Where? Kunstmuseum Basel
What do you see? A self portrait of the 20-years old Caterina (also spelled Catharina) van Hemessen. It shows the artist at her easel, working on the outline of a face. She probably looks into a mirror, not at the viewer. She wears the traditional wired head cover (haube) made of fine linen or perhaps delicate cotton that confirms she is at work or may refer to her devoutness. She holds her brushes and palette with the ease and familiarity of an artist. The brushed velvet of her clothing is expensive and proclaims her status and wealth in society. The white of the oak panel on the easel draws attention to the beginning of her drawing.
The portrait of herself seems to be a bit out of proportion, with her head and arms appearing relatively larger than what her body suggests. Note also the cross created by her brush in her right hand and the maulstick (rest or steadying stick used when painting) in her left. Perhaps she is equating her painting ability to a gift from God that she is sharing.
Van Hemessen has reversed the drawing on the panel from what the viewer sees in the finished portrait to provide a triangle from the unseen mirror, to the brush, to her face. She signed her finished painting: "Ego Caterina de Hemessen me pinxi 1548; Etatis suae 20" which translates to; I, Caterina of the Hemessens, painted me in 1548 at the age of 20. She wanted to be remembered.
Backstory: It is one of the oldest self-portraits painted by a woman, but more importantly, she has painted herself seated at the easel. Albrecht Dürer (1471–1528), who died the year Caterina van Hemessen was probably born, painted several portraits of himself and is recognized as an early exponent of the self-portrait genre. Dürer never represented any of the paintbrushes, palette, easel, or even an allusion to his craft. Caterina not only makes it clear that she is a painter, she conveys that she is educated, wealthy, and suggests her religious nature.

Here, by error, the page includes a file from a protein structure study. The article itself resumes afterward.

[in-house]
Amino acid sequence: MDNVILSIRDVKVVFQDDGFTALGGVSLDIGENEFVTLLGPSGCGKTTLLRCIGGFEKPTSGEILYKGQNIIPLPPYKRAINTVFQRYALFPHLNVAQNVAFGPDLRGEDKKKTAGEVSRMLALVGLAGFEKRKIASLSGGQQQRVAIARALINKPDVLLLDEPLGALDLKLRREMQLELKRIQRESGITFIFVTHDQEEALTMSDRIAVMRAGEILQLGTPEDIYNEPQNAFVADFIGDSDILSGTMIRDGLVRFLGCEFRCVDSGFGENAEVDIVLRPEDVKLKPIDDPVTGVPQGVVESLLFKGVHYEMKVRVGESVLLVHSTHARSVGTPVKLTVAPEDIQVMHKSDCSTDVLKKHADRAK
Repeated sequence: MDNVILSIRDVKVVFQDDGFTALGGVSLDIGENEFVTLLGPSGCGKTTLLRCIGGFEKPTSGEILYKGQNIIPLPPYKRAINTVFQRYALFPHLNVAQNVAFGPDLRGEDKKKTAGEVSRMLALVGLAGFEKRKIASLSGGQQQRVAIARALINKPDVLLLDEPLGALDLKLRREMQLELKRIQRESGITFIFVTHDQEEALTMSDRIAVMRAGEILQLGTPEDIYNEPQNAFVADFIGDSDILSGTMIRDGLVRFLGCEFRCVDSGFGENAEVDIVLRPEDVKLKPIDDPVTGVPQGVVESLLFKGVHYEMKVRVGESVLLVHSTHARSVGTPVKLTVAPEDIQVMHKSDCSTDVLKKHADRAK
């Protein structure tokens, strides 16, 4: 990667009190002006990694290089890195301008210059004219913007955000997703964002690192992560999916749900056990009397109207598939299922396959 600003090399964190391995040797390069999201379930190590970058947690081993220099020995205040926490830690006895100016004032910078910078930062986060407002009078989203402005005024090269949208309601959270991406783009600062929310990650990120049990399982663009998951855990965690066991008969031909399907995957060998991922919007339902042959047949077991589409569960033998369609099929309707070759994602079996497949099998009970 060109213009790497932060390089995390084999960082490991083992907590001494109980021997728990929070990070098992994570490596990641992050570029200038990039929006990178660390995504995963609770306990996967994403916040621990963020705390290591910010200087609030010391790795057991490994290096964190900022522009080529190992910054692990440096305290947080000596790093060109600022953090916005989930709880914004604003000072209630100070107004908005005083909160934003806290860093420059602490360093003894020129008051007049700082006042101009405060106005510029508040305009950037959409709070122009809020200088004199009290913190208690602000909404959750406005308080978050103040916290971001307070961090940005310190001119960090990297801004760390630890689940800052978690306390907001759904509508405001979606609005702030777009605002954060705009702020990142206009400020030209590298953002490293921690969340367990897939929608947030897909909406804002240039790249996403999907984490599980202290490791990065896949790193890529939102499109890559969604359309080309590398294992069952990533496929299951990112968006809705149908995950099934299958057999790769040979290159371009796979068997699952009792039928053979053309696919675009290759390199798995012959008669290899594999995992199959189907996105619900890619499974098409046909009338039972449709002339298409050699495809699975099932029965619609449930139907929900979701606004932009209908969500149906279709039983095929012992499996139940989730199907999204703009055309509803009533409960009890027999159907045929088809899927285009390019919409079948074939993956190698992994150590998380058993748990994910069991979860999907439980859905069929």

Caterina's contribution to and development of self-portraiture can be seen in the following years as several of her fellow female artists also eternalized themselves at the easel, including Sofonisba Anguissola (1532–1625), Artemisia Gentileschi (1593–c.1653), Michaelina Wautier (1604–1689), and Judith Leyster (1609–1660).
Other versions: Three almost-identical versions of this self-portrait exist. The current version is in the Kunstmuseum in Basel. Another is in the Hermitage Museum in Saint Petersburg, and one is in the Michaelis Collection in Capetown, South Africa. The self-portrait is likely a pendant to Girl at the Virginal. Both paintings were created in the same year. They are similar in size, and it is believed that the girl at the virginal is Christina, Caterina's elder sister (though some scholars believe it is another self-portrait.)
Who is Van Hemessen? Caterina van Hemessen (c. 1528 – c. 1588) was born in Antwerp, the second of two daughters. The city was one of the leading art centers of Europe at the time. She would have been a contemporary of Pieter Bruegel the Elder and Frans Floris. Her father, Jan Sanders van Hemessen (1500–1566), was a Flemish Renaissance painter who is considered the inventor of Flemish genre paintings (the portrayal of people engaged in everyday activities). He had been to France and Italy in the 1520s and must have been affected by all that he learned while there. It is assumed that he taught his daughter to paint, and his influence may have been the reason she felt she could paint herself and reveal what she was capable of doing with paint and brushes. Caterina collaborated with her father on some of his paintings, and she herself specialized in portraits of wealthy men and women. She also produced religious art, and there are nine portraits and four religious works attributed to her today.
The majority of her portraits are realistically painted against a neutral or dark background, as was the custom. Her focus was to capture their facial features without reference to surroundings in time or space, and each was small in size, on average, 30 x 20 cm.
Following in her father's footsteps, she became a member of the Guild of St. Luke and had three male students of her own. In 1555, she is recorded as a maid of honor in the official lists of the Brussels Court of Mary of Hungary. Giorgio Vasari included her in his book Lives of the Most Excellent Painters, Sculptors, and Architects (1568) with the Flemish painters.
Fun fact: Caterina married Christian de Morien in 1554 when she was 26 years old. He was the organist for the Antwerp Cathedral. Two years later, they were invited by Queen Mary of Hungary, regent of the Low Countries, to join her court after returning to Spain. Queen Mary died in Spain two years later but had granted the couple a pension for life. They returned to Antwerp and were able to live comfortably for the rest of their lives. Only two paintings from after her marriage are attributed to Van Hemessen, the last one dated 1560, indicating that she had largely given up on her career as a painter. Few records about her life are found after 1567.
Written by Carol Morse and Eelco Kappe